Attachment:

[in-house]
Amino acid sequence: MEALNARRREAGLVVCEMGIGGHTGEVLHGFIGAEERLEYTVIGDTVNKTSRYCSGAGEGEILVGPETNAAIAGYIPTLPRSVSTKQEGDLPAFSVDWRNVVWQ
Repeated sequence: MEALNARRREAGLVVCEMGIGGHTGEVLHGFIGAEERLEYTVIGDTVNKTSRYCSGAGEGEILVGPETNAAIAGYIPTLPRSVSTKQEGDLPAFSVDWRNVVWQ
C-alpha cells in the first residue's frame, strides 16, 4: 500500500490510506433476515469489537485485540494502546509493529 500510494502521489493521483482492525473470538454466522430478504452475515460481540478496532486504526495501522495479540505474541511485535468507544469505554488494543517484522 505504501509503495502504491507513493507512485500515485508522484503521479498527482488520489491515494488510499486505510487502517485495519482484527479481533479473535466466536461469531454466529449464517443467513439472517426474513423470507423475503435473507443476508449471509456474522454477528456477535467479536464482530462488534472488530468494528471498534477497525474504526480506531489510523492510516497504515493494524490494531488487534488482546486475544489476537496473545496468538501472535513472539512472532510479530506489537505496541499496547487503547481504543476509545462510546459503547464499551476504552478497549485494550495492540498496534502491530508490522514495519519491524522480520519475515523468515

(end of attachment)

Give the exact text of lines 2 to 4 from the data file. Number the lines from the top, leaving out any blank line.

Amino acid sequence: MEALNARRREAGLVVCEMGIGGHTGEVLHGFIGAEERLEYTVIGDTVNKTSRYCSGAGEGEILVGPETNAAIAGYIPTLPRSVSTKQEGDLPAFSVDWRNVVWQ
Repeated sequence: MEALNARRREAGLVVCEMGIGGHTGEVLHGFIGAEERLEYTVIGDTVNKTSRYCSGAGEGEILVGPETNAAIAGYIPTLPRSVSTKQEGDLPAFSVDWRNVVWQ
C-alpha cells in the first residue's frame, strides 16, 4: 500500500490510506433476515469489537485485540494502546509493529 500510494502521489493521483482492525473470538454466522430478504452475515460481540478496532486504526495501522495479540505474541511485535468507544469505554488494543517484522 505504501509503495502504491507513493507512485500515485508522484503521479498527482488520489491515494488510499486505510487502517485495519482484527479481533479473535466466536461469531454466529449464517443467513439472517426474513423470507423475503435473507443476508449471509456474522454477528456477535467479536464482530462488534472488530468494528471498534477497525474504526480506531489510523492510516497504515493494524490494531488487534488482546486475544489476537496473545496468538501472535513472539512472532510479530506489537505496541499496547487503547481504543476509545462510546459503547464499551476504552478497549485494550495492540498496534502491530508490522514495519519491524522480520519475515523468515